SpaceX Falcon Heavy Core Booster Lost Due to Rough Seas After Landing

SpaceX Falcon Heavy center core sticks upright
landing on OCISLY droneship on April 11, 2019, but toppled over due to rough
seas. Credit: SpaceX

Ken
Kremer —
SpaceUpClose.com &
RocketSTEM
– 15 April 2019


KENNEDY SPACE CENTER  – The core booster of the triple stick Falcon
Heavy that successfully landed on a drone ship after last weeks SpaceX launch
has been lost  due to rough seas while
returning to Port Canaveral.



The 15 story tall center booster that successfully
made a dramatic soft landing on the “Of Course I Still Love You” (OCISLY) drone
ship several hundred miles off shore in the Atlantic Ocean toppled over at some
point over the weekend because of hefty eight to ten foot sea swells. 



The booster slipped and slided atop OCISLY because
teams were unable to secure it tightly with the octagrabber robot that would
have clamped onto it firmly atop the droneship deck.



Octagrabber is normally maneuvered beneath the
booster but in this case was unable to grasp the landed Falcon Heavy core booster
because its geometry is different from a normal Falcon 9 booster or the twin side
boosters that made a successful soft landing on the ground back at Cape
Canaveral.



“Over the weekend, due
to rough sea conditions, SpaceX’s recovery team was unable to secure the center
core booster for its return trip to Port Canaveral,” SpaceX spokesman James
Gleason told Space UpClose. 



“As conditions worsened
with eight to ten foot swells, the booster began to shift and ultimately was
unable to remain upright.” 



The octagrabber system generally
used to stabilize the booster on the droneship was not able to be used for this
mission due to the center core having a different mechanical interface. Despite
that SpaceX still plans to use this system for their next Falcon Heavy launch
on mission #3.



Stunning blastoff of triple barreled SpaceX Falcon Heavy on April 11, 2019 at 6:35 PM ET from Launch Complex-39A at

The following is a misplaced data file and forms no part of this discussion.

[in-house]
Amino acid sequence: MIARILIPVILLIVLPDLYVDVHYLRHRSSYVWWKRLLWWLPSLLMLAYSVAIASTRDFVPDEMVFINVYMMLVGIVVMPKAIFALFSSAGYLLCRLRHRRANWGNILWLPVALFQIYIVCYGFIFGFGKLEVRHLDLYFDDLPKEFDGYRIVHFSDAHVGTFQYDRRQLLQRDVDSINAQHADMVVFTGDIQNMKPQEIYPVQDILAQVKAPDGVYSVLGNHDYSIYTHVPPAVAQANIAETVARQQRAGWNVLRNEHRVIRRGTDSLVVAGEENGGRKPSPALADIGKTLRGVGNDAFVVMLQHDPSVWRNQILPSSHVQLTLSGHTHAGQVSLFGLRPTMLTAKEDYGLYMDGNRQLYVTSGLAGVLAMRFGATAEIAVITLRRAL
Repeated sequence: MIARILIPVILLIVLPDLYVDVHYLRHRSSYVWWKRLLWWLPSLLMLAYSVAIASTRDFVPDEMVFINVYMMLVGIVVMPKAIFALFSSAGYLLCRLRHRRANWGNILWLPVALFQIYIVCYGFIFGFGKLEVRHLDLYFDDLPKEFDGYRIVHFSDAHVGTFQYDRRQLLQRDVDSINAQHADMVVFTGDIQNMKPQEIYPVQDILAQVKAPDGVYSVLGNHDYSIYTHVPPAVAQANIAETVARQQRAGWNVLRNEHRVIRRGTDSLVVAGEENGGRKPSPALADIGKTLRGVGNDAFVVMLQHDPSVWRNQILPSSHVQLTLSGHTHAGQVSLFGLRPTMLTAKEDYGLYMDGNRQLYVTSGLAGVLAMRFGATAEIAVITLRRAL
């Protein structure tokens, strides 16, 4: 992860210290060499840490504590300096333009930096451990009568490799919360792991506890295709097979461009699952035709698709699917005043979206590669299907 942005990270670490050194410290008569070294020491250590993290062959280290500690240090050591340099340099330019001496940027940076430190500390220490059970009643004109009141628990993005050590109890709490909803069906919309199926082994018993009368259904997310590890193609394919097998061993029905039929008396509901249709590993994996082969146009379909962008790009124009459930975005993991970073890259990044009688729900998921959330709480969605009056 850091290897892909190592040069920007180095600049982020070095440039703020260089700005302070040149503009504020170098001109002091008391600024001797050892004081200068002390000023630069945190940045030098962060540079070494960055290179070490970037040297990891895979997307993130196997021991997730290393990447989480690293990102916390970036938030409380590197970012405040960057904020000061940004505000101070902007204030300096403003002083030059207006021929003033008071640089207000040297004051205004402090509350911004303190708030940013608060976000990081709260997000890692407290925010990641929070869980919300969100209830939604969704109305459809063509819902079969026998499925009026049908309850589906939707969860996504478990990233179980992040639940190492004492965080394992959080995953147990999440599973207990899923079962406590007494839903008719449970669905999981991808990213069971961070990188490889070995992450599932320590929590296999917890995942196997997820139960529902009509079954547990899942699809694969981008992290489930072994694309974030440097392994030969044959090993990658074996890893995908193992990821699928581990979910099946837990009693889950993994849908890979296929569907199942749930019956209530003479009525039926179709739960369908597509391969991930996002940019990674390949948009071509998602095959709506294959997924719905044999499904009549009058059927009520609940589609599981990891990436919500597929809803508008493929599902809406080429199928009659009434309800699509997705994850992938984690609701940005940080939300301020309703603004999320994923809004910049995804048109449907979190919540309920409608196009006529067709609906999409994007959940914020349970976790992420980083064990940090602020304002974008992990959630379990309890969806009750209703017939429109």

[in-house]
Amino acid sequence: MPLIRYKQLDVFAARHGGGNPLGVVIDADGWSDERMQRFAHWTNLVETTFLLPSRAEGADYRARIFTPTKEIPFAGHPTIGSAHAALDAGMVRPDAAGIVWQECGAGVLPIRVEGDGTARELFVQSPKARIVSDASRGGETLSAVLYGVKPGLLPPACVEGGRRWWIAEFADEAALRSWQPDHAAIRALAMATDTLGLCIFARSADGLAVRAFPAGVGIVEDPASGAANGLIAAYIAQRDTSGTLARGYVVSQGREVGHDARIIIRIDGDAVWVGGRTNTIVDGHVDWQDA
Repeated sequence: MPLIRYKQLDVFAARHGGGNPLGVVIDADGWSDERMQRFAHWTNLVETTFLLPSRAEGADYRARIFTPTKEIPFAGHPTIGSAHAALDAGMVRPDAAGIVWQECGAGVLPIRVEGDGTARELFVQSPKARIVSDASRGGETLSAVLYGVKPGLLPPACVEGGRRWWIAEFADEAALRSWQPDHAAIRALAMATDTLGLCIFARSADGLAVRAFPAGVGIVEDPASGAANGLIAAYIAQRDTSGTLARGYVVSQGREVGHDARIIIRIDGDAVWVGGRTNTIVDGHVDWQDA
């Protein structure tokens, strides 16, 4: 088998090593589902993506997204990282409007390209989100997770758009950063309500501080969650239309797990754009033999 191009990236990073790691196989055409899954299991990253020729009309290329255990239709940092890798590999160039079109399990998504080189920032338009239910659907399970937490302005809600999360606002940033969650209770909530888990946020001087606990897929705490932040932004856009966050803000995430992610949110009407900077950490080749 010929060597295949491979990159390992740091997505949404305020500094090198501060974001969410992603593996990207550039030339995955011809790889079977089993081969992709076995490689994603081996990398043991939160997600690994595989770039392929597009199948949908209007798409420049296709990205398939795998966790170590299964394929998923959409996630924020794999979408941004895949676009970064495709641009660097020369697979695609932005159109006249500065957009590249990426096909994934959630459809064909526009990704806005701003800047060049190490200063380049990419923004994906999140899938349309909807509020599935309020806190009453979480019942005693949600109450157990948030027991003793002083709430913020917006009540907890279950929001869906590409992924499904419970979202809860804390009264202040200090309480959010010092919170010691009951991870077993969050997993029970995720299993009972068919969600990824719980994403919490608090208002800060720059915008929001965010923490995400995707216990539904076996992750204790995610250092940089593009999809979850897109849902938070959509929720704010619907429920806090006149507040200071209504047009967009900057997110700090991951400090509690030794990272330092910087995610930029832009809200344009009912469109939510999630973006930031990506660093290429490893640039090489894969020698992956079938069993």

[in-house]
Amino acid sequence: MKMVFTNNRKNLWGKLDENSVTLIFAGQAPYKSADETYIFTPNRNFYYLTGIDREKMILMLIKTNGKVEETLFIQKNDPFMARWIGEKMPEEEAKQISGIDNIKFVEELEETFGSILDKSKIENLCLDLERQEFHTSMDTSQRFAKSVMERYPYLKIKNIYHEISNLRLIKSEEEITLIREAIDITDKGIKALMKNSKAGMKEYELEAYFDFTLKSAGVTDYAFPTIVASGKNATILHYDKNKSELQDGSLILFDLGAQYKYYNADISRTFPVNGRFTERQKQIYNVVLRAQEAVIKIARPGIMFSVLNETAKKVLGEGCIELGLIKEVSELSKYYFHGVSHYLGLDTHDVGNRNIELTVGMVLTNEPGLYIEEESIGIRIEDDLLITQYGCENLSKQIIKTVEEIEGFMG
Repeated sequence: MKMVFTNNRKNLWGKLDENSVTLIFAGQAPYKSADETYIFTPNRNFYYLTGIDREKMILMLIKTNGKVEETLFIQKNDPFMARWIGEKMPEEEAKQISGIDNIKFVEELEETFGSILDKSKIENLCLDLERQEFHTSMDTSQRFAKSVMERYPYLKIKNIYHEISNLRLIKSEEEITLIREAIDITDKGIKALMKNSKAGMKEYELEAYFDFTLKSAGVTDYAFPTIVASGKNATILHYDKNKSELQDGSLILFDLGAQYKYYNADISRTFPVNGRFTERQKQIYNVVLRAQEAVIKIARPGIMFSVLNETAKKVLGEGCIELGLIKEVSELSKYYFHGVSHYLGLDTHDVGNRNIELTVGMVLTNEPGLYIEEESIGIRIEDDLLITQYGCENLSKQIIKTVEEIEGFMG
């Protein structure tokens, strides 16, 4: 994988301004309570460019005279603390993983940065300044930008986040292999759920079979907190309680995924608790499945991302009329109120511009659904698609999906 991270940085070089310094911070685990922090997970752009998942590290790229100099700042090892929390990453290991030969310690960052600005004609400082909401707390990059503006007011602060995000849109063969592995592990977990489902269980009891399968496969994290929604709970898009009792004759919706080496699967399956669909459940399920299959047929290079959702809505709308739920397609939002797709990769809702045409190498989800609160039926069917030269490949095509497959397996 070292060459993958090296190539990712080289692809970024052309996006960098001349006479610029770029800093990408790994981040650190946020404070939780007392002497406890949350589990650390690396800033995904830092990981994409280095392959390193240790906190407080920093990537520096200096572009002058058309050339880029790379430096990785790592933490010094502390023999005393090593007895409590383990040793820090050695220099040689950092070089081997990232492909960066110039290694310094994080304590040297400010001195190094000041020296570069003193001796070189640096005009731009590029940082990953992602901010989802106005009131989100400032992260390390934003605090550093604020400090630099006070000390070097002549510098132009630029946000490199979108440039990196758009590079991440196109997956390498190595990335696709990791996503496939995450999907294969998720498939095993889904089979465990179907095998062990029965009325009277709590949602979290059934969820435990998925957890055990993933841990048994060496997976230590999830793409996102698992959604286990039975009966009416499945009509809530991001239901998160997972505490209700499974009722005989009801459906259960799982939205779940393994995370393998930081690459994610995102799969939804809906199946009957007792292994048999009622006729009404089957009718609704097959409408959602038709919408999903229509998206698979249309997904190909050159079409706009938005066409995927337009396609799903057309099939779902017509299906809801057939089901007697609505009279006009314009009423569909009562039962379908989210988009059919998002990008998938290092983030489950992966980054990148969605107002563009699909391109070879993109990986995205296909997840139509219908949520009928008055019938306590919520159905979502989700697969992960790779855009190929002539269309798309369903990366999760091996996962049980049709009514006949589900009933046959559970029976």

the Kennedy Space Center, FL carrying the Arabsat-6A telecommunications
satellite to Earth orbit, on 1st commercial launch of Falcon Heavy.  From my remote camera placed at pad 39a.  Credit: Ken Kremer/kenkremer.com/spaceupclose.com

This Falcon Heavy rocket
successfully launched the Arabsat-6A payload to orbit on April 11 at 6:36 p.m.
ET on its first commercial mission from Launch Complex 39A (LC-39A) at NASA’s
Kennedy Space Center in Florida.  Read
our complete launch and landing story here. 



Powered by 27 first stage Merlin 1D engines the
23 story tall Falcon Heavy behemoth thundered off pad 39A into picture perfect
skies to the cheers of the SpaceX team and well as to the tens of thousands of
spectators who flocked to Florida Space Coast beaches, parks, roadways and restaurants
– crowding into any open spot available to get an eyewitness birdseye view of
this not to be missed space spectacle. 



And for the first time
in history all three Falcon Heavy launched boosters soft-landed successfully as
well.



It was a happy case of ‘3
Up, 3 Down.’ 

Spectacular double landing of SpaceX twin side cores as
legs deploy just above ground moments before touchdown about 8 minutes after
stunning
Falcon
Heavy
launch on April 11, 2019 at 6:35
PM ET from Launch Complex-39A at the Kennedy Space Center.   Credit:
Ken Kremer/kenkremer.com/spaceupclose.com

The core booster was
being towed back to Port Canaveral for refurbishment and eventual reuse on a second
Falcon Heavy mission planned to launch in a few months but no earlier than June.” 



“While we had hoped to